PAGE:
This is a question that many organizations should be asking and prepared to answer when it comes to process. For many organizations, the answer is, "Yes, we have someone responsible," and this may well be the department head whom they point to.
If you ask about having a group responsible for business process management (BPM) initiatives, the majority will unfortunately say, "No, or I don’t know." Ultimately, one might point to the chief operating officer (COO) and say, "This is the person responsible for all operations, so it is this person responsible for BPM." It is a good answer but not the right answer. It is also likely that people think of BPM as a technology and will, thus, tell you it must be someone in information technology (IT).
A recent report by AIIM titled "Process Improvement and Automation 2016 - A look at BPM," shows that 54% percent of respondents indicate there is no one group responsible for BPM and 12% who are unsure.
So while there may, in fact, be an individual—department head or otherwise—responsible for departmental processes, business organizations need to step back and take a holistic view of their operational processes to understand how they interact and the impact that a change in one process segment will have on the rest of the upstream and downstream processes. Remember, the end of one process triggers the next, so if you change something in one, it will impact the others.
BPM should be viewed as a team approach, comprised of a cross-functional membership to not only address a specific project but assess the impact and opportunity across the process as a whole. Additionally, the focus should be on resolving a business problem, not just for the sake of using technology. When you ask about business problems, it is not unusual for the response to reflect a symptom rather than the problem.
For example, when asked to identify or explain a business problem, the response might be that the problem is an inability to process transactions at a certain rate per hour. While this is an issue, it is the underlying cause that needs to be identified and corrected. You must know the cause of the problem. Is it a bottleneck in a review process caused by an individual? Is this review step needed for all transactions, or are there some that, when standard criteria are met, could simply be passed through, with a review used for exception processing only?
What to think about
Identify areas of opportunity for process improvement. Look for bottlenecks in the process and ways these bottlenecks can be eliminated, such as the use of parallel processing or elimination of a step based on meeting standard sets of criteria, as in application processing.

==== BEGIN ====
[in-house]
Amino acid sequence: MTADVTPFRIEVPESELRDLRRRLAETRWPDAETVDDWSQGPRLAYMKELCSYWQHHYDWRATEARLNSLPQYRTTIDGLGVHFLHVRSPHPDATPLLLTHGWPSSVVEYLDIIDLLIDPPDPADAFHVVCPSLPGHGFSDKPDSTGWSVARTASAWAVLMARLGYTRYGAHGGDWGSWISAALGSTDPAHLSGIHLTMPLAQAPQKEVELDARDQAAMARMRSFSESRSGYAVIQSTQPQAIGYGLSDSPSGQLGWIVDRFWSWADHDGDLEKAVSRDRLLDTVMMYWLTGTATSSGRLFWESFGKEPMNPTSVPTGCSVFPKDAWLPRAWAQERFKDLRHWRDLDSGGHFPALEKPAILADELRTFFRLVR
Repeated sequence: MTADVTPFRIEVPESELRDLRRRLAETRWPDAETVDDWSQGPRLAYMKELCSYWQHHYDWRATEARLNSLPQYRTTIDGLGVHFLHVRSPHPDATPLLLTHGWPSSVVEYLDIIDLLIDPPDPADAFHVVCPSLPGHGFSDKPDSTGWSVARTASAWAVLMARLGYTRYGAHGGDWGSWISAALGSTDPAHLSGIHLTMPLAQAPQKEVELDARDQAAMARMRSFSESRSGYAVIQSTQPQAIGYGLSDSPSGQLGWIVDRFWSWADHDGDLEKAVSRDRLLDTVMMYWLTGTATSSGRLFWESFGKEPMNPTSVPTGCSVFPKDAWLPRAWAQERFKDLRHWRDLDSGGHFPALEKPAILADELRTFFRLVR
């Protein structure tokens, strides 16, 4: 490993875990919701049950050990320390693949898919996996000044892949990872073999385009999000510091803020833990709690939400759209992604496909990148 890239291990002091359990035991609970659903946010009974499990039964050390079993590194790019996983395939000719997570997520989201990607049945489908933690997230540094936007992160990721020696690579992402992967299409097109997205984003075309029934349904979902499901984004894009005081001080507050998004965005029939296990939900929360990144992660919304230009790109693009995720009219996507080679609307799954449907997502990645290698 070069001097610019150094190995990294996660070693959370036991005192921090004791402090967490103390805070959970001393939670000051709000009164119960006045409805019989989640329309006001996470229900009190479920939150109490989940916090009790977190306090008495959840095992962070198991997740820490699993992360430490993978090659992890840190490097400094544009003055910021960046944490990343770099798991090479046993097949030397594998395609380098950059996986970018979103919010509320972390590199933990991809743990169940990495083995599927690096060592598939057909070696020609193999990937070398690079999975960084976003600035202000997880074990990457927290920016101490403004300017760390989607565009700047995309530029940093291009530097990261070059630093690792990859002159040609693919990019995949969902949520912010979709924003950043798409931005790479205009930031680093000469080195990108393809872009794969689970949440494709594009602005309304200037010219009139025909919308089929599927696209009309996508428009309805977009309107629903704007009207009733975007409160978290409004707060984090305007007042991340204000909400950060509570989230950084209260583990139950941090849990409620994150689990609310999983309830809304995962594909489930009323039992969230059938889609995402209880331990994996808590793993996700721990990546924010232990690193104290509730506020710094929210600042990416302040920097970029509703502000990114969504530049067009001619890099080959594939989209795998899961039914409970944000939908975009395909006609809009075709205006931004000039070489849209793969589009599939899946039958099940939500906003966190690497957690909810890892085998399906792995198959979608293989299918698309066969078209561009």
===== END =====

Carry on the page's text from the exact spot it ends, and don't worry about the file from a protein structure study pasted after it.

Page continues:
Uncover the real business problem you are trying to solve. When you are told that the issue is slow processing times or too many exceptions, look deeper into the root cause. Ask the question to uncover why there are so many exceptions. Only when you find the cause of the problem, can you resolve the problem.
In my view
Process improvement and automation using BPM as the framework is an essential part of digital transformation of businesses. When assessing process improvement and automation opportunities, include the identification of and ways various information sets are integrated with the process, and remember to look at the end-to-end process rather than just the departmental workflow. What gets changed in the department could have a negative impact on the other departments feeding this process or that this process feeds.
Most of all, remember that any action taken is better than no action. When it comes to process improvement, it is better to try and learn from mistakes than to fear mistakes and not try at all.
Bob Larrivee is Vice President and Chief Analyst of Market Intelligence at AIIM and an internationally recognized subject matter expert and thought leader with over 30 years of experience in the fields of information and process management. He is an avid techie with a focus on process improvement and the application of advanced technologies to enhance and automate business operations. Follow him on Twitter @BobLarrivee.